Haslams say Warren Buffett's Berkshire wants to take money out of their pockets in truck stop deal

OMAHA, Neb. (AP) — The billionaire Haslam family says in a lawsuit that Warren Buffett and Berkshire Hathaway are trying to artificially depress the price the company is obligated to pay for the family's remaining 20% stake in the Pilot Travel Centers truck stop chain that Jim Haslam founded.

Berkshire has paid nearly $11 billion since 2017 for the first 80% of Pilot.

Berkshire changed the accounting practices at Pilot this year after it acquired control of the company. The lawsuit that was unsealed Thursday said that change is artificially depressing Pilot's reported earnings, which are used to set the purchase price Berkshire agreed to pay in 2017.

“Berkshire is intent on using the accounting change to justify grossly underpaying Pilot (the Haslam family) for its 20% interest," the lawsuit said.

The Haslam family, which includes Cleveland Browns owner Jimmy Haslam and former Tennessee Gov. Bill Haslam, declined to comment beyond the lawsuit.

The redacted lawsuit didn't reveal how much the Haslam's believe they could lose because those figures were withheld from the document. But the family did say Berkshire estimated its stake would be worth $3.2 billion without the accounting change.

Buffett didn't respond to questions about the dispute that were emailed to his assistant on Friday.

Pilot's Chief Legal Counsel Kristin Seabrook said in a prepared statement that this dispute isn't related to the operation of the nation's largest network of truck stops that has more than 850 locations and roughly 30,000 employees in the United States and Canada.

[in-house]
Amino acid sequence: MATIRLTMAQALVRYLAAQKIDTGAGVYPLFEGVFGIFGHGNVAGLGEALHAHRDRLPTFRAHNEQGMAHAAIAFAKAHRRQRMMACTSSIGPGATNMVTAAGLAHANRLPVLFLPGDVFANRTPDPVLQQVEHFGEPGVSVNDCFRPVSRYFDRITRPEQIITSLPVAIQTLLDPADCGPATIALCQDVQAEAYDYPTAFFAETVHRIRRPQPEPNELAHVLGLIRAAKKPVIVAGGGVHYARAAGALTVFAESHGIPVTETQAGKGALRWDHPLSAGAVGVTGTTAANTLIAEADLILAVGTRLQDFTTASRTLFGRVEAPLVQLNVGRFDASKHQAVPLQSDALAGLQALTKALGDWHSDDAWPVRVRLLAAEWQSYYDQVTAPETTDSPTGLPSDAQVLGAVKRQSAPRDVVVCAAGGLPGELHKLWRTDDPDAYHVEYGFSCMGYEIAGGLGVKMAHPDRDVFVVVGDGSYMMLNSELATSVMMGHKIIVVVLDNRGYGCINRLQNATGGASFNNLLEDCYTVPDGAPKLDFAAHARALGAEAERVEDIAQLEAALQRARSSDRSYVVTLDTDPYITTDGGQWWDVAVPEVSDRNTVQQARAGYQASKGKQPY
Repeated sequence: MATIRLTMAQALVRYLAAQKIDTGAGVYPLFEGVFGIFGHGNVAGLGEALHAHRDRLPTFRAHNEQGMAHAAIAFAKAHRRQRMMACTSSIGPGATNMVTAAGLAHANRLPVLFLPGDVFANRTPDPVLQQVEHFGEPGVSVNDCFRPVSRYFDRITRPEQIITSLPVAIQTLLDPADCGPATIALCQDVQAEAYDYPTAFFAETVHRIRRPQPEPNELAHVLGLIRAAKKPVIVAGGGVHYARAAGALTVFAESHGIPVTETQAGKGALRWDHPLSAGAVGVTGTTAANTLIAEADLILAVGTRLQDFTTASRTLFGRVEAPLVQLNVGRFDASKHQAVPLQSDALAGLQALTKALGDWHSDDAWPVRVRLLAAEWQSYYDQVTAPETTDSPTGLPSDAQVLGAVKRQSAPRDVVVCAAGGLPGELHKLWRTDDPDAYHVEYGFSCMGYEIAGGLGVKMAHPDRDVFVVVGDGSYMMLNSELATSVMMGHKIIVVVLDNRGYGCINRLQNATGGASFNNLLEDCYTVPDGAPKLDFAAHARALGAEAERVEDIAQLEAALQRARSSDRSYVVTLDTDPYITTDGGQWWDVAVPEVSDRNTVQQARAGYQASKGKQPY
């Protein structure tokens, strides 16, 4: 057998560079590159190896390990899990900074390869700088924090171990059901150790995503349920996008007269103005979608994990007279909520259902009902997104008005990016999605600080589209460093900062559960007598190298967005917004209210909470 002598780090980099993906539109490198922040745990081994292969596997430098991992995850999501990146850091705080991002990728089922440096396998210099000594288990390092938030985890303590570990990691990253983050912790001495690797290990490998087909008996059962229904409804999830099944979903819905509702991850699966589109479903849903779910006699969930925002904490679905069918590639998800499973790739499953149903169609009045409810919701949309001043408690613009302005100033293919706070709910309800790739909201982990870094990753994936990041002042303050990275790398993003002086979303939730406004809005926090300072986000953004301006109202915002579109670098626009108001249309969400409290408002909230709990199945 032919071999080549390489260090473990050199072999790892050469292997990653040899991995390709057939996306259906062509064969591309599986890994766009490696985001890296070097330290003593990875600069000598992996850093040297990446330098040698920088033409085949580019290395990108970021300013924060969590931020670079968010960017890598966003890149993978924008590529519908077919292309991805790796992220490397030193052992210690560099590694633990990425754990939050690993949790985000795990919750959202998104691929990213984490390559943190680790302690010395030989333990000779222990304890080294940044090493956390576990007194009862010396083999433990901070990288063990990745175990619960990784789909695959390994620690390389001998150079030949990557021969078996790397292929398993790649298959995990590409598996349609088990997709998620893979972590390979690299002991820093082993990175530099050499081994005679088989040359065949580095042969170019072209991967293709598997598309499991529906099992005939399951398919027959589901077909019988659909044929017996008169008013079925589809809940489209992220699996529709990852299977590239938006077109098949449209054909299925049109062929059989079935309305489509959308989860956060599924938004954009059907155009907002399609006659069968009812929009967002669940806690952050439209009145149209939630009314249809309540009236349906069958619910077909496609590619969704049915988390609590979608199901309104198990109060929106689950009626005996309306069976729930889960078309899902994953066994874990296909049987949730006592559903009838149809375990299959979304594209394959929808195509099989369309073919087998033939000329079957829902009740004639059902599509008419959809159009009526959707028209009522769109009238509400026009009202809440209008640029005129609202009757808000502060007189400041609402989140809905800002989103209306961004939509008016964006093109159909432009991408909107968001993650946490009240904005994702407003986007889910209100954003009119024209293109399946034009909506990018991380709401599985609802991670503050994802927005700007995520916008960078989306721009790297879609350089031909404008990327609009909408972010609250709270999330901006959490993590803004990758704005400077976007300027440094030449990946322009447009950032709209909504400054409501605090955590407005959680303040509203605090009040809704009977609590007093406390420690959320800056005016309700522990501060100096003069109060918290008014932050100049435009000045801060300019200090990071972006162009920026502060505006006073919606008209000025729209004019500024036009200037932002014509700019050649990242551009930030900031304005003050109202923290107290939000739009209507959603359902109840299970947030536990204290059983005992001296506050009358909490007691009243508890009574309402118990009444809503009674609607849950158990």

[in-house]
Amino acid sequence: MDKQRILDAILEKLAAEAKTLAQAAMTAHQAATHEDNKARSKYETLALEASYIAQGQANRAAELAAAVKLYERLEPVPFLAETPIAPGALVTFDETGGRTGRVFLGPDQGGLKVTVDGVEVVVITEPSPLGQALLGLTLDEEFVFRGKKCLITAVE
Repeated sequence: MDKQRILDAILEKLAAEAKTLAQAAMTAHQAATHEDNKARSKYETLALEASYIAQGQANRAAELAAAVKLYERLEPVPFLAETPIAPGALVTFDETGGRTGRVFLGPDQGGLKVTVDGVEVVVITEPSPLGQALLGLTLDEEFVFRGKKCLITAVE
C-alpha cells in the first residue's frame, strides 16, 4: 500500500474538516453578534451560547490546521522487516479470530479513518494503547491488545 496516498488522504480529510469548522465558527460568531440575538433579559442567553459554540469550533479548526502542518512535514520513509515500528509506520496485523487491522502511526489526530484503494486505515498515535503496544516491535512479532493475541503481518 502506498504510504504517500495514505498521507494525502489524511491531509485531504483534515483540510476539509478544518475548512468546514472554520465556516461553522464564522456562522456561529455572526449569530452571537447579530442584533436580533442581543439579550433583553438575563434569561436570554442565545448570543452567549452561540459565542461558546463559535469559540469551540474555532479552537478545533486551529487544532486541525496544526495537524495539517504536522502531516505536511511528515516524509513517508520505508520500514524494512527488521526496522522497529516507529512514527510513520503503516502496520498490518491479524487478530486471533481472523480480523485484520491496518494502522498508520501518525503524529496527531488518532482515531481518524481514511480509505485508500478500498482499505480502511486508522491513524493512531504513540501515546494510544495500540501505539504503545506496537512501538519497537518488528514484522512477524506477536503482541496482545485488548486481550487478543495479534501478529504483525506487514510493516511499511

“This legal dispute is limited to a narrow issue between owners and is in no way related to the management or day-to-day operations of Pilot Company," Seabrook said.

Berkshire is known for largely letting its businesses run themselves and holding onto nearly every business it buys forever. The Haslams said their respect for Buffett and his conglomerate was a big part of why Berkshire was the only buyer they considered. In a somewhat unusual move, Berkshire installed a new CEO at Pilot after it took over this year and made the accounting change at the heart of this dispute.

The truck stops provided a meaningful boost to Berkshire's revenue and profits this year.

Berkshire's decision to shift to something called “pushdown accounting” this year forced Pilot to take on higher depreciation and amortization costs and that resulted in lower net income, according to the lawsuit.

The Haslams tried unsuccessfully to argue at Pilot board meetings that the company shouldn't make that change or at least that the new accounting method shouldn't be used to determine the value of their stake, but they were outvoted by the five Berkshire members of the board.

So the elder Haslam appealed directly to Buffett, but the lawsuit says that all the revered investor would say is to reiterate that Berkshire will comply with the terms of the contract they all signed in 2017.

As part of that deal, Berkshire bought 38.6% of Pilot in 2017 for $2.758 billion before more than doubling that to 80% this year for an additional $8.2 billion. Buffett told Berkshire shareholders this spring that he wishes he could have bought the entire company at once because the price was better in 2017, but the Haslams wouldn't sell it all then.

“The first stage we bought at what turned out to be a very attractive price," Buffett said at the meeting. "The second stage turned out to be a very good year for the diesel business, which means that the seller got a very good price.”

The Haslam's have the option once a year to decide whether they want to sell their remaining stake. The family asked the court to intervene and force Pilot to revert to the accounting method it used to use before they have to make that decision early next year.